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Written by  Darren D. Moore, Ph.D.

In the early days of the war in Ukraine, headlines focused on how Russia’s invasion could impact its relations with nations around the world. Nearly six months into the war, headlines are starting to explore a different kind of impact. Now, we are starting to see the media focusing on the psychological impact that the war is having on those directly and indirectly affected by the conflict.

The primary trauma felt by some Americans

Primary trauma is the term used to describe the emotional response of those who have directly experienced a traumatic event. In the case of the war in Ukraine, the threat is great for serious injury or death, leading to feelings of horror, hopelessness, or helplessness for many. 

Individuals in the US who have relationships with friends, family members, colleagues, or others with a direct tie to Russia or Ukraine have a higher likelihood of experiencing primary trauma due to the conflict. Primary trauma can manifest as Post-Traumatic Stress Disorder (PTSD), depression, or anxiety, among other debilitating conditions. 

Working with military populations has been a major area of focus in my clinical work. This has included working with service members, their spouses, children, and extended family members. In these cases, you must assist individuals who are afraid of being deployed, families dealing with the loss related to active deployment, and people trying to recover from the psychological impact of deployment.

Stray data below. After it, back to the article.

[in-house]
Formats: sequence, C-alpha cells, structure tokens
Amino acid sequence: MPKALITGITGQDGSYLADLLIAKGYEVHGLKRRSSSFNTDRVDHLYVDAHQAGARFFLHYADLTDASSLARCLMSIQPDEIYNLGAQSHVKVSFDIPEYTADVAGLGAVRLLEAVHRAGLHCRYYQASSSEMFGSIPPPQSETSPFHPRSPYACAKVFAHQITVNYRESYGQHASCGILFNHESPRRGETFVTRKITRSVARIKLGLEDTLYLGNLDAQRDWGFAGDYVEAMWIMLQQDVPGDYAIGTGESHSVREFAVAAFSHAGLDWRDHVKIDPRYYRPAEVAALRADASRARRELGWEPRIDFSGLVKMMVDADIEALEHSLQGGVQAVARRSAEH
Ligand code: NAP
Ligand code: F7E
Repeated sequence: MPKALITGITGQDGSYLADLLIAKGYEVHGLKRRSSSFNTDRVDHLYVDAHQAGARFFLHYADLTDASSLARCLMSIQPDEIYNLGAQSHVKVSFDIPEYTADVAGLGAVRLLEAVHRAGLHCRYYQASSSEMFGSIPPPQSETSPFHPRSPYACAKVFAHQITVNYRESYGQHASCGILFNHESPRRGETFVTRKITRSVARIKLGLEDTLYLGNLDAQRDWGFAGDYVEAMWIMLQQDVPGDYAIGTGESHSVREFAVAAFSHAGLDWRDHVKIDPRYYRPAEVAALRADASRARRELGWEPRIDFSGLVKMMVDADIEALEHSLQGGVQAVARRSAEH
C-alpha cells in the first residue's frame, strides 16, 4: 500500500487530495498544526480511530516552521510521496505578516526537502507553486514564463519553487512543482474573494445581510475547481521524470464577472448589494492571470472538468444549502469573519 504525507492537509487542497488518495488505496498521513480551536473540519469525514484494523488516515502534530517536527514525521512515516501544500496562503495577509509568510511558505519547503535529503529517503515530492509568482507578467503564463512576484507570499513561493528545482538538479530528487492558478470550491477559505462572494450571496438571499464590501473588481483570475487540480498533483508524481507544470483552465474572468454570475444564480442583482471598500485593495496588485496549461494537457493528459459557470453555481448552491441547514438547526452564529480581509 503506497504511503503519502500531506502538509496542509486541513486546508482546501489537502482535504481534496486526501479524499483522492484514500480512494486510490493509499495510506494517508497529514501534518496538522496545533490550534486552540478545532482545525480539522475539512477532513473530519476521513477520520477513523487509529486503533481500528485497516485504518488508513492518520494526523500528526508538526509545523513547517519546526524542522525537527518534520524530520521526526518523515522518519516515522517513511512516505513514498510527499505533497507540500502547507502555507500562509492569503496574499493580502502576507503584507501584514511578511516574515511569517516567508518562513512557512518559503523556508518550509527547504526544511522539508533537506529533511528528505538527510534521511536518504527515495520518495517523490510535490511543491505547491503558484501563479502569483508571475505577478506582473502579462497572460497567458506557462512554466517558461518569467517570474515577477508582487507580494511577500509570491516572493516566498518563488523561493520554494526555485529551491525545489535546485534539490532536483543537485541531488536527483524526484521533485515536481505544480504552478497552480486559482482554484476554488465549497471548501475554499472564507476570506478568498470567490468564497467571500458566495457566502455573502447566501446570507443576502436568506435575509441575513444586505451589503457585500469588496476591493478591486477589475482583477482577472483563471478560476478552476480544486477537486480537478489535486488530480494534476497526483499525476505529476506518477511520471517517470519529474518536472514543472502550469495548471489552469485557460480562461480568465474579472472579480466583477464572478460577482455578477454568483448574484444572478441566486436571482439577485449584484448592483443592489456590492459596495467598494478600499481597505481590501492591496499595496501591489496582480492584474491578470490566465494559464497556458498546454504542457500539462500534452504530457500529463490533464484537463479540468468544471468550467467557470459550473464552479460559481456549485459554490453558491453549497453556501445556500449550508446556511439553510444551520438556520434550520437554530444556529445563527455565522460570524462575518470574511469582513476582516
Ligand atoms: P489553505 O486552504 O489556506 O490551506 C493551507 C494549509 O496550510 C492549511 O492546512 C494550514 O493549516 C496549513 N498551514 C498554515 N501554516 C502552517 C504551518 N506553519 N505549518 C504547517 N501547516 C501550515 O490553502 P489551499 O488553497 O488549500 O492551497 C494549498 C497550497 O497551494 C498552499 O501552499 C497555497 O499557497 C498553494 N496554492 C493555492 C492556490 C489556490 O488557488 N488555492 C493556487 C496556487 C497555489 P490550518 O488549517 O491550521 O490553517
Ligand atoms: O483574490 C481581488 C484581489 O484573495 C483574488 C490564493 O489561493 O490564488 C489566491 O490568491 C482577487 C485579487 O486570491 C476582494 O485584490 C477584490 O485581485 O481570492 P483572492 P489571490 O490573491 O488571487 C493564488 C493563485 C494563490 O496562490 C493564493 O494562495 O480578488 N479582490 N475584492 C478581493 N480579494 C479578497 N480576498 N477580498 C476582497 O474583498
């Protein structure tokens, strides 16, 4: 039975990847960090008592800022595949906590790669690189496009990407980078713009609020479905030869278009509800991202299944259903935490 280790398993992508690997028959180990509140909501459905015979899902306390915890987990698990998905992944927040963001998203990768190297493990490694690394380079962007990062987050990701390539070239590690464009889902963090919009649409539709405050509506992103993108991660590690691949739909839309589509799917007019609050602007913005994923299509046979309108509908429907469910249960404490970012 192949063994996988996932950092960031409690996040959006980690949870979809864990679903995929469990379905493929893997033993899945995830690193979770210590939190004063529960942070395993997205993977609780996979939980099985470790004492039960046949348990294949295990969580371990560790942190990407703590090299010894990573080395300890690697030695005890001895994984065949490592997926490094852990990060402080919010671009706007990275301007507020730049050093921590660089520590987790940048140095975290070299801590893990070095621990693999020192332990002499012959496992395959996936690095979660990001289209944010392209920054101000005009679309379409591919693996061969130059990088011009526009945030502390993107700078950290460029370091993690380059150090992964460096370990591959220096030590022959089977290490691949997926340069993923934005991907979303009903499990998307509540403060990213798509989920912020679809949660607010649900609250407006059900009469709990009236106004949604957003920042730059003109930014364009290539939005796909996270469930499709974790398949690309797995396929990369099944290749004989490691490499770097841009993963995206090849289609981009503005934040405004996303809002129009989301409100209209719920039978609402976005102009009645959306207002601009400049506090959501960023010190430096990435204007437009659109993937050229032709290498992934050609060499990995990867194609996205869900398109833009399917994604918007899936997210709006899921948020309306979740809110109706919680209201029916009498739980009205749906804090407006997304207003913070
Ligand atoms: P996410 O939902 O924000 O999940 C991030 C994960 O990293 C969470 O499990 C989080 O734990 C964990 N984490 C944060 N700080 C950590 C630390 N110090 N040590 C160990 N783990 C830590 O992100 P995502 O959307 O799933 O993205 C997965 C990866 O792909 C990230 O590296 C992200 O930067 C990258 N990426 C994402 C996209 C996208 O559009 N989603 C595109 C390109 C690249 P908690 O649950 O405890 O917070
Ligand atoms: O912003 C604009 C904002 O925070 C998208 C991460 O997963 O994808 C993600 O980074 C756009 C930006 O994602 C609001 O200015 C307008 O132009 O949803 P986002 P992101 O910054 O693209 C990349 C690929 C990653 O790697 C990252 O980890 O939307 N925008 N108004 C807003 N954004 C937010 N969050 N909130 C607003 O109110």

I have also worked with individuals who have gone through multiple deployments, leading to prolonged trauma exposure. Those who have experienced prolonged exposure to primary trauma have difficulty overcoming its effects. Often, that type of trauma leads to issues with addiction, anger management, communication, emotional attachment, and intimacy.

Recent reports reveal that the US is increasing its military presence in Europe as a result of the ongoing conflict in Ukraine. That increase has the potential to result in increased trauma among US military families.

The secondary trauma felt by some Americans

While the number of those who face the threat of primary trauma due to the war in Ukraine may be small, those in danger of secondary trauma is much greater. This form of trauma is experienced by those who have access to stories about the war, whether via news coverage or social media posts. Exposure to stories about individuals subjected to violence, the separation of children and parents, and citizens forced to flee their homes can cause secondary trauma, which manifests as extreme sadness, guilt, depression, and anxiety.

Events related to the war in Ukraine can be especially difficult to navigate coming on the heels of the COVID-19 pandemic. The prolonged impact of Covid on US culture caused an increase in depressive symptoms, anxiety, fear, hopelessness, isolation, death, grief, and loss. In essence, it left many individuals, couples, and families stretched thin and ill-prepared to deal with the emotional impact of the war in Ukraine.